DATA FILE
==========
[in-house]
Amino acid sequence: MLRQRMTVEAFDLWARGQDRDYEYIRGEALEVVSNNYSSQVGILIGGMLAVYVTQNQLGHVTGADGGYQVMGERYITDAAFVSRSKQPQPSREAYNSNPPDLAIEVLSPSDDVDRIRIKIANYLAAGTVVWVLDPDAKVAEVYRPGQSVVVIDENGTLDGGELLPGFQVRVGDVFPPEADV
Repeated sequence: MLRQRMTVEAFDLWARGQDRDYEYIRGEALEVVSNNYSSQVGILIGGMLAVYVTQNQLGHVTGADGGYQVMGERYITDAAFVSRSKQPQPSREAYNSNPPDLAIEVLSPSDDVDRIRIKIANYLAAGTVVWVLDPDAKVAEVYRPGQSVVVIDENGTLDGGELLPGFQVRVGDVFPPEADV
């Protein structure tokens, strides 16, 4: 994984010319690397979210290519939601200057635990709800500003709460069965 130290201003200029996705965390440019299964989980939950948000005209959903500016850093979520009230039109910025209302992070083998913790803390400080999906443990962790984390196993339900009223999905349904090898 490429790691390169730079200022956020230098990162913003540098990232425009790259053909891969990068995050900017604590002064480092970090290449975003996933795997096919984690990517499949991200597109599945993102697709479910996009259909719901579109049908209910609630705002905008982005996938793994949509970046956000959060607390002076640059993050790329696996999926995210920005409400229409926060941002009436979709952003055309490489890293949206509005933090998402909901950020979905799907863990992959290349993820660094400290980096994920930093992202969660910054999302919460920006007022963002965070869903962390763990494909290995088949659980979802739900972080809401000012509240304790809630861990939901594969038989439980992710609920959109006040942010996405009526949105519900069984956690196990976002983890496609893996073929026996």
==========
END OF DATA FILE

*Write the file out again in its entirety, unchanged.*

[in-house]
Amino acid sequence: MLRQRMTVEAFDLWARGQDRDYEYIRGEALEVVSNNYSSQVGILIGGMLAVYVTQNQLGHVTGADGGYQVMGERYITDAAFVSRSKQPQPSREAYNSNPPDLAIEVLSPSDDVDRIRIKIANYLAAGTVVWVLDPDAKVAEVYRPGQSVVVIDENGTLDGGELLPGFQVRVGDVFPPEADV
Repeated sequence: MLRQRMTVEAFDLWARGQDRDYEYIRGEALEVVSNNYSSQVGILIGGMLAVYVTQNQLGHVTGADGGYQVMGERYITDAAFVSRSKQPQPSREAYNSNPPDLAIEVLSPSDDVDRIRIKIANYLAAGTVVWVLDPDAKVAEVYRPGQSVVVIDENGTLDGGELLPGFQVRVGDVFPPEADV
């Protein structure tokens, strides 16, 4: 994984010319690397979210290519939601200057635990709800500003709460069965 130290201003200029996705965390440019299964989980939950948000005209959903500016850093979520009230039109910025209302992070083998913790803390400080999906443990962790984390196993339900009223999905349904090898 490429790691390169730079200022956020230098990162913003540098990232425009790259053909891969990068995050900017604590002064480092970090290449975003996933795997096919984690990517499949991200597109599945993102697709479910996009259909719901579109049908209910609630705002905008982005996938793994949509970046956000959060607390002076640059993050790329696996999926995210920005409400229409926060941002009436979709952003055309490489890293949206509005933090998402909901950020979905799907863990992959290349993820660094400290980096994920930093992202969660910054999302919460920006007022963002965070869903962390763990494909290995088949659980979802739900972080809401000012509240304790809630861990939901594969038989439980992710609920959109006040942010996405009526949105519900069984956690196990976002983890496609893996073929026996």